Jellyfish are sea creatures. They have nearly see-through bodies with long, finger-like structures called tentacles. Stinging cells inside the tentacles can hurt you if you come in contact with them. Some stings can cause serious harm. Almost 2000 species of animals found in the ocean are either venomous or poisonous to humans, and many can produce severe illness or fatalities.
This article is for information only. DO NOT use it to treat or manage a jellyfish sting. If you or someone you are with is stung, call your local emergency number (such as 911), or your local poison center can be reached directly by calling the national toll-free Poison Help hotline (1-800-222-1222) from anywhere in the United States.
Types of potentially harmful jellyfish include:
There are also other types of stinging jellyfish.
If you are unfamiliar with an area, be sure to ask local ocean safety staff about the potential for jellyfish stings and other marine hazards. In areas where box jellies may be found, especially at sunset and sunrise, full body coverage with a "stinger suit," hood, gloves, and booties is advised.
Symptoms of stings from different types of jellyfish are:
SEA WASP OR BOX JELLYFISH
For the great majority of bites, stings, or other forms of poisoning, the danger is either drowning after being stung or an allergic reaction to the venom.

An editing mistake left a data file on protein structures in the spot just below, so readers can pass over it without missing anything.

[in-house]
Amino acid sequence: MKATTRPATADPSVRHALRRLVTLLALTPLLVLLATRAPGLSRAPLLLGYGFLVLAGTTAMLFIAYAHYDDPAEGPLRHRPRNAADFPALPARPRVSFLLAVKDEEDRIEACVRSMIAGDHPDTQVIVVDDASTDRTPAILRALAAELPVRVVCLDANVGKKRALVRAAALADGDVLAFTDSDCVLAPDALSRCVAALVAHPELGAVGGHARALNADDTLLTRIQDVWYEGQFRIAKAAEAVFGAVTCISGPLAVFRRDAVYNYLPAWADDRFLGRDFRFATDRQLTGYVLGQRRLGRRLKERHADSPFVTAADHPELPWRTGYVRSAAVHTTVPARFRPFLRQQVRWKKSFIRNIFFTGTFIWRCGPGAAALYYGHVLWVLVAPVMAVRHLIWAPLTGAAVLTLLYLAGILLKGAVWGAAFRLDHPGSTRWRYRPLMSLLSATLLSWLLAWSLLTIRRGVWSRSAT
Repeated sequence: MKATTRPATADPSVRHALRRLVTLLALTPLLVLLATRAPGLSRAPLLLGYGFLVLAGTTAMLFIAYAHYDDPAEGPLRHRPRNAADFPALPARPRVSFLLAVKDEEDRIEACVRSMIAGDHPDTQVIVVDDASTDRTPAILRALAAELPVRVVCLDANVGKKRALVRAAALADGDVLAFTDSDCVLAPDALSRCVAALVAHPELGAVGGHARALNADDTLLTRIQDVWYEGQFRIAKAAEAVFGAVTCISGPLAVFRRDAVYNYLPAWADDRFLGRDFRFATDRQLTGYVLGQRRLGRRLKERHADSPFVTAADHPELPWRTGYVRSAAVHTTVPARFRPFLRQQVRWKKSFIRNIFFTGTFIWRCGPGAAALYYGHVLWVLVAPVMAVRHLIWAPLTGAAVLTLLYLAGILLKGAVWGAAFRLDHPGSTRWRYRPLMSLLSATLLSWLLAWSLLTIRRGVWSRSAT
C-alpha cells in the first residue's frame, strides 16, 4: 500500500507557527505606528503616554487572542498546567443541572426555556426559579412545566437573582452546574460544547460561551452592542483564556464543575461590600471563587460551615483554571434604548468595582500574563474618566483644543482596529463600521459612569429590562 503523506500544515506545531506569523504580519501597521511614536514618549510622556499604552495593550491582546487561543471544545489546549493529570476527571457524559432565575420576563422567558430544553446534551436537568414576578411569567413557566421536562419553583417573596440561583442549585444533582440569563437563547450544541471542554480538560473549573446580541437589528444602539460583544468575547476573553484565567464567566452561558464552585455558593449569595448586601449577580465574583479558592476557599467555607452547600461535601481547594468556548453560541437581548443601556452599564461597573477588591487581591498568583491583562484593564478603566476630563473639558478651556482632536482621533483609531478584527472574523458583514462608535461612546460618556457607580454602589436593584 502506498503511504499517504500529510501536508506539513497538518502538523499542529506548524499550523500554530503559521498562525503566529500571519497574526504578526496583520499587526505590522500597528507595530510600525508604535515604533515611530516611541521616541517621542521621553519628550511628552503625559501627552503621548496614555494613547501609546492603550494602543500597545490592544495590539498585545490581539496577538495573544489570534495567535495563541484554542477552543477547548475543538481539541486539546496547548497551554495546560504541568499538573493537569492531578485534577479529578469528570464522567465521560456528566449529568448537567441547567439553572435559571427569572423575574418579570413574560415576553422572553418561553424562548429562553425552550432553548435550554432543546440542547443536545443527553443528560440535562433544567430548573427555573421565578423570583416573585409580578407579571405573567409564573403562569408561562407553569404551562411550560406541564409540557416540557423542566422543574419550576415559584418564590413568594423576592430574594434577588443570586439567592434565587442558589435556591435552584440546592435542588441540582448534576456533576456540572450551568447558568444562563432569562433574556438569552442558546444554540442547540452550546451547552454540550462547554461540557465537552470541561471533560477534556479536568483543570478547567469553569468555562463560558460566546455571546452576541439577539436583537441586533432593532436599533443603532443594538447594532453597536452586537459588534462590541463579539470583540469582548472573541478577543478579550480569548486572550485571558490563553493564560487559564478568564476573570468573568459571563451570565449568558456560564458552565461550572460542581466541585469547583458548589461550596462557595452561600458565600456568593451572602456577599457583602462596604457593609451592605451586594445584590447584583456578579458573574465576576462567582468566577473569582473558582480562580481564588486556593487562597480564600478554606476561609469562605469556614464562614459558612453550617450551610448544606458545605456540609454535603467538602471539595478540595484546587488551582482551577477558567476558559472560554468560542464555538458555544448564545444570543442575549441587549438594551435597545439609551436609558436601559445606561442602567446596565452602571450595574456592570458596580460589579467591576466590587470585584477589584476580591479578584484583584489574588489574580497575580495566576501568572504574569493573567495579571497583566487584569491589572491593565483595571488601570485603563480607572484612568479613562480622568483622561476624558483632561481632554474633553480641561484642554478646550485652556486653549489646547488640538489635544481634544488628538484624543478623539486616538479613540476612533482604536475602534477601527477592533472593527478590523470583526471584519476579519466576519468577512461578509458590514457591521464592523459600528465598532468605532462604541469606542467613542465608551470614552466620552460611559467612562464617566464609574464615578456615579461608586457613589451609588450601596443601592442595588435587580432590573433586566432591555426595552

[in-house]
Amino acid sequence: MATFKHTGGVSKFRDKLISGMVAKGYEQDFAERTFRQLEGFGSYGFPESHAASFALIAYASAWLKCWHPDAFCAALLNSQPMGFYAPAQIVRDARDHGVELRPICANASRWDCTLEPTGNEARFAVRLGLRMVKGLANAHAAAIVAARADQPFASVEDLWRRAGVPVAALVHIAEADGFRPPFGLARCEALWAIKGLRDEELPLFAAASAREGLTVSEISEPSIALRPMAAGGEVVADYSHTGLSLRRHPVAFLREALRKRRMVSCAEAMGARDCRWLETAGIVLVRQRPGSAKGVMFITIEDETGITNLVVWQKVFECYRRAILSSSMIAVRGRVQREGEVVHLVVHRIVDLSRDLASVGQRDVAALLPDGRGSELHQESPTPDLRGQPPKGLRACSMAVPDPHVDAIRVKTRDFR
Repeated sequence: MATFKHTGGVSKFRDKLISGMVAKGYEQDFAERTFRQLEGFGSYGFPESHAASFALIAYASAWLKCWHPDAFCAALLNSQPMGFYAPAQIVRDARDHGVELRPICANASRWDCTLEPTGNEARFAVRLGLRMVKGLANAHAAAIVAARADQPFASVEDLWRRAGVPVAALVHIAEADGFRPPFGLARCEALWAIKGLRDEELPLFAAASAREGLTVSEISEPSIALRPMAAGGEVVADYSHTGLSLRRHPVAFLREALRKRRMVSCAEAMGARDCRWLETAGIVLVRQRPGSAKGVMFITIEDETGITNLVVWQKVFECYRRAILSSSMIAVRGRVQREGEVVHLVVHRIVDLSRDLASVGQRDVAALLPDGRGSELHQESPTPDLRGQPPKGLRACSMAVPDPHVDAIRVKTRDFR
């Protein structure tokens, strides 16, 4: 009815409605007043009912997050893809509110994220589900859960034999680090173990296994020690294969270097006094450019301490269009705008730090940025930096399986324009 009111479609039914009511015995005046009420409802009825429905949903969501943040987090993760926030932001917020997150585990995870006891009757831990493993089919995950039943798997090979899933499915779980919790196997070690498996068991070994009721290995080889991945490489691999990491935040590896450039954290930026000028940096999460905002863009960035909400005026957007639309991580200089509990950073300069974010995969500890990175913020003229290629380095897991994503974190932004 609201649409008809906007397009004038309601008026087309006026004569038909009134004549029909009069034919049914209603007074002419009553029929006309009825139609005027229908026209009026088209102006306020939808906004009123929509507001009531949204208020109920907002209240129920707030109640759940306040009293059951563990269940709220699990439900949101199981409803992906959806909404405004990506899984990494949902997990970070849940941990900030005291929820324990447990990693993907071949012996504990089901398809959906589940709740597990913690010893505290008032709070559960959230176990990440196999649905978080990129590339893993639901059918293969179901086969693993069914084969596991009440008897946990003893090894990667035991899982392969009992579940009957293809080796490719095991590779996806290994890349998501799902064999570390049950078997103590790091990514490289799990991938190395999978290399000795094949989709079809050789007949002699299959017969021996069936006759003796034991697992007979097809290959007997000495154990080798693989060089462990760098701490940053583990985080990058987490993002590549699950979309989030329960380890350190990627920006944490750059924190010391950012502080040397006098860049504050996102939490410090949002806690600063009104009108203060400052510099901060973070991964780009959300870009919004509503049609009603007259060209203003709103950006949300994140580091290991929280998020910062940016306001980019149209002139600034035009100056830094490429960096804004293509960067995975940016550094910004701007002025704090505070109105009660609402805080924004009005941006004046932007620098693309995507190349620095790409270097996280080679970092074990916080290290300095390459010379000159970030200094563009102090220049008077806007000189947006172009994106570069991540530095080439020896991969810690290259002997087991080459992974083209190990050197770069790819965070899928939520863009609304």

Seek medical help right away. Get medical attention right away if pain increases or there are any signs of breathing difficulty or chest pains.
Have this information ready:
Your local poison control center can be reached directly by calling the national toll-free Poison Help hotline (1-800-222-1222) from anywhere in the United States. This national hotline will let you talk to experts in poisoning. They will give you further instructions.
This is a free and confidential service. All local poison control centers in the United States use this national number. You should call if you have any questions about poisoning or poison prevention. It does NOT need to be an emergency. You can call for any reason, 24 hours a day, 7 days a week.
The health care provider will measure and monitor the person's vital signs, including temperature, pulse, breathing rate, and blood pressure. Symptoms will be treated. The person may receive:
Most jellyfish stings improve within hours, but some stings can lead to skin irritation or rashes that last for weeks. Contact your provider if you continue to have itching at the sting site. Topical anti-inflammatory creams may be helpful.
Portuguese man-of-war and sea nettle stings are rarely deadly.
Certain box jellyfish stings can kill a person within minutes. Other box jellyfish stings can lead to death in 4 to 48 hours after a sting due to "Irukandji syndrome." This is a delayed reaction to the sting.
It is important to carefully monitor box jellyfish sting victims for hours after a sting. Seek medical attention right away for any breathing difficulties, chest or abdominal pains, or profuse sweating.
Reviewed By: Jacob L. Heller, MD, MHA, Emergency Medicine, Emeritus, Virginia Mason Medical Center, Seattle, WA. Also reviewed by David Zieve, MD, MHA, Medical Director, Brenda Conaway, Editorial Director, and the A.D.A.M. Editorial team.